Tasneem Kabir Gardens
I speak for the local Kashmiri when I say that all the gardens in Kashmir are the same: architecturally Mughal and great for picnics and photography. While there is nothing wrong with such familiar categorization, the beauty and the prevalent circumstances of the gardens’ conception are lost on us.
Maybe, a closer and more informed look at these archaeological magnum opuses we grew up with will heighten our respect for them and the soil that has seen glorious history being created and that which we call home.
A considerable influence of the Persian language and its allied culture was seen in the Mughal Sultanate. In parallelism with this influence were built gardens in Srinagar on the Charbagh or Chahar Bagh (Persian for “four gardens”) model of architecture. It is a Persian and Islamic quadrilateral garden layout, divided by walkways or flowing water into four smaller parts.
The quadrilateral Charbagh concept is based on the four gardens of Paradise mentioned in Chapter 55 (Ar-Rahman) of the Qur’an:
“And for him, who fears to stand before his Lord, are two gardens.
And beside them are two other gardens.” (Quran 55:62)
One of the hallmarks of Charbagh gardens is the four-part garden laid out with axial paths that intersect at the garden’s centre.
This highly structured geometrical scheme, besides a bold and reverberating expression of the regard for religion, became a powerful method for the organization and domestication of the landscape, in a yet another glimmering symbol of political territory.
Perhaps the most popular garden and remnant of the Mughal era is Nishat Bagh. The name ‘Nishat’ stands for joy and gladness, much in sync with the endless picnics, get-togethers and merry-makings it facilitates.
What is very piquing about it is that this Bagh created in 1633 following the Chahar concept, belonged not to the king of the time, Shahjahan, but to his father-in-law, Asif Khan.
The Emperor is said to have praised the garden thrice before Asif Khan, hoping it would be gifted to him but in vain. An anecdote has been passed down to us about this ownership: Emperor Shahjahan, owing to his jealousy of this marvelously crafted piece, ordered the shutdown of the water supply to this garden, leaving it deserted for a while.
But, soon enough, a loyal servant of Shahjahan’s father-in-law turned on the water supply, at the risk of evoking the Emperor’s wrath.
Instead, when Shahjahan heard about this incident, he appreciated the servant for loyal service to his master and then ordered full restoration rights for the supply of water to the garden to Asif Khan, his Prime Minister and father-in-law. A beautiful reconciliation for a beautiful structure!
Even before the Nishat Bagh, was erected a cluster of four gardens collectively called The Mughal Gardens in the year 1529, by Babur, the founder of the Mughal dynasty himself.
It is gladdening to recount that we share this honour of having Mughal Gardens à la Charbagh architecture with Afghanistan, Pakistan as well as Bangladesh! Clearly, right from the beginnings of the Mughal Empire, the construction of gardens was a beloved imperial pastime.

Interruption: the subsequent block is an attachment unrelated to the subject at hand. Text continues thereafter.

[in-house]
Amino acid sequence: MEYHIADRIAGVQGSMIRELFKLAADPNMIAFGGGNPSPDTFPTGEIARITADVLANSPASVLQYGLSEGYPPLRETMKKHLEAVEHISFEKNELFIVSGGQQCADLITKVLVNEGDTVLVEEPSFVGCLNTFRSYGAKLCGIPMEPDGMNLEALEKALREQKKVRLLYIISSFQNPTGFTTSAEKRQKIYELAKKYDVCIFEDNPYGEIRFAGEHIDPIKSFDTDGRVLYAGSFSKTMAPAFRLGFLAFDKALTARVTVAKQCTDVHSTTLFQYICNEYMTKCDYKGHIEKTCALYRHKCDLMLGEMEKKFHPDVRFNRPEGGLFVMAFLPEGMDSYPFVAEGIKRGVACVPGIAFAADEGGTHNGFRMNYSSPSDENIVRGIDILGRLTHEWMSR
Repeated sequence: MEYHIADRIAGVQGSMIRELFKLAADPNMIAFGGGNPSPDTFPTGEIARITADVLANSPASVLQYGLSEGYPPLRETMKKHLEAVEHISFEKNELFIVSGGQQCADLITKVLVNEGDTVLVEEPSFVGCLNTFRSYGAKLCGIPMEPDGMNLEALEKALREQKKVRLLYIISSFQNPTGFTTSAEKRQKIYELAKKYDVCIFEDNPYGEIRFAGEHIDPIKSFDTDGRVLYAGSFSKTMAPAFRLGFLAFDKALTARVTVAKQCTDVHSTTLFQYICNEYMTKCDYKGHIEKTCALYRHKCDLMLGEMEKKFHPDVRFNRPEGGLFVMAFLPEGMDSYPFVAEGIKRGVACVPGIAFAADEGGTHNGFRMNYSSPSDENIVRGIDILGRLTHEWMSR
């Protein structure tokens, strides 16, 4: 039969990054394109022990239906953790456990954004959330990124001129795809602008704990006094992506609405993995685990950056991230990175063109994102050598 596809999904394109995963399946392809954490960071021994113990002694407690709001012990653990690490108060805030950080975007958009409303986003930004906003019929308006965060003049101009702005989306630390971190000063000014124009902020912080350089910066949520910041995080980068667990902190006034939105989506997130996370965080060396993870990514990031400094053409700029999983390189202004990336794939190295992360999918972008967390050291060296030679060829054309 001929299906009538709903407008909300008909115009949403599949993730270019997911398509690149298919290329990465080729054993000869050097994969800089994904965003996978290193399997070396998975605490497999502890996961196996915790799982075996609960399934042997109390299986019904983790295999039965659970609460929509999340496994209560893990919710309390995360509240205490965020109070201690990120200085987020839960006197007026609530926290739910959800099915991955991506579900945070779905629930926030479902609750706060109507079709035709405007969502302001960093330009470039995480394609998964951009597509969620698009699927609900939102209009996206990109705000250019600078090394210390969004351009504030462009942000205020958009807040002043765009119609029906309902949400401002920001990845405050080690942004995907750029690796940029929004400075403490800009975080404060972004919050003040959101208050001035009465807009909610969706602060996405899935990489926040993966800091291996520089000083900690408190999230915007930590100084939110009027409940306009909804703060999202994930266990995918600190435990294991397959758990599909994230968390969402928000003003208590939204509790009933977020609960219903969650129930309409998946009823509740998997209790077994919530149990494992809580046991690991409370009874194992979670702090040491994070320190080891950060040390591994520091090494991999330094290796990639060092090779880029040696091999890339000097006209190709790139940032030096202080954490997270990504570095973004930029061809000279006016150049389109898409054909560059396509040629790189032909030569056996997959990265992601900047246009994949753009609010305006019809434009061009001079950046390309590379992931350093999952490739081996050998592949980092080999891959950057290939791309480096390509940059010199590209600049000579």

Moving on to the Europe-esque attraction of Kashmir, the Tulip Garden, despite being a seasonal affair, invites attention from across the globe every year.
Formally called Indira Gandhi Memorial Tulip Garden, it is strategically and awe-inspiringly located right at the base of the foothills of the Zabarwan mountain range, with a stunning overview of the good old Dal Lake.
The garden is built on a sloping ground in a terraced fashion, consisting of seven whole terraces. Apart from tulips, many other species of flowers- hyacinths, daffodils and ranunculus have been added as well.
At the onset of the bountiful spring season in the Valley, an annual Tulip Festival is held, aiming to showcase a wide array and range of flowers. Even for the locals, it is the one event they shouldn’t miss, for their hearts are bound to swell with pride at the intrinsic beauty our land has been blessed with.
Manifest is this ideologue in the majestic Chasm-e-Shahi (Persian for “the royal spring”), which is a Mughal garden built in 1632 around a spring as per the orders of the Emperor Shahjahan, as a gift for his elder son Prince Dara Shikoh.
It is built around a fresh water spring (discovered by Rupa Bhawani, a celebrated Kashmiri Pandit female ascetic) which flows through its centre in terraces.
The topography and the steepness of the land has led the formation of the garden. The main focus of the garden is the spring which flows down in terraces and is divided into three sections: an aqueduct, waterfall, and fountains.
A two-storey Kashmiri hut stands at the first terrace which is the origin of the spring. The water then flows down through a water ramp (chadar) into the second terrace. The second terrace serves as a water pool and a large fountain stands at its centre.
Aesthetics aside, legend has it that the water from this spring has mysterious healings as well as medicinal properties, so much so that the population and poets alike have called it elixir or ‘amrit’.
Interestingly enough, the former Premier of India, Pandit Jawahar Lal Nehru, used to take water from this spring all the way to Delhi!
Being abound with such spectacular sights and vistas, we all ought to pause for a second and reflect at the continuum of the momentum this Valley has been the location for. Let’s pledge to preserve, cherish and uphold our gardens and all that they symbolize. Peace!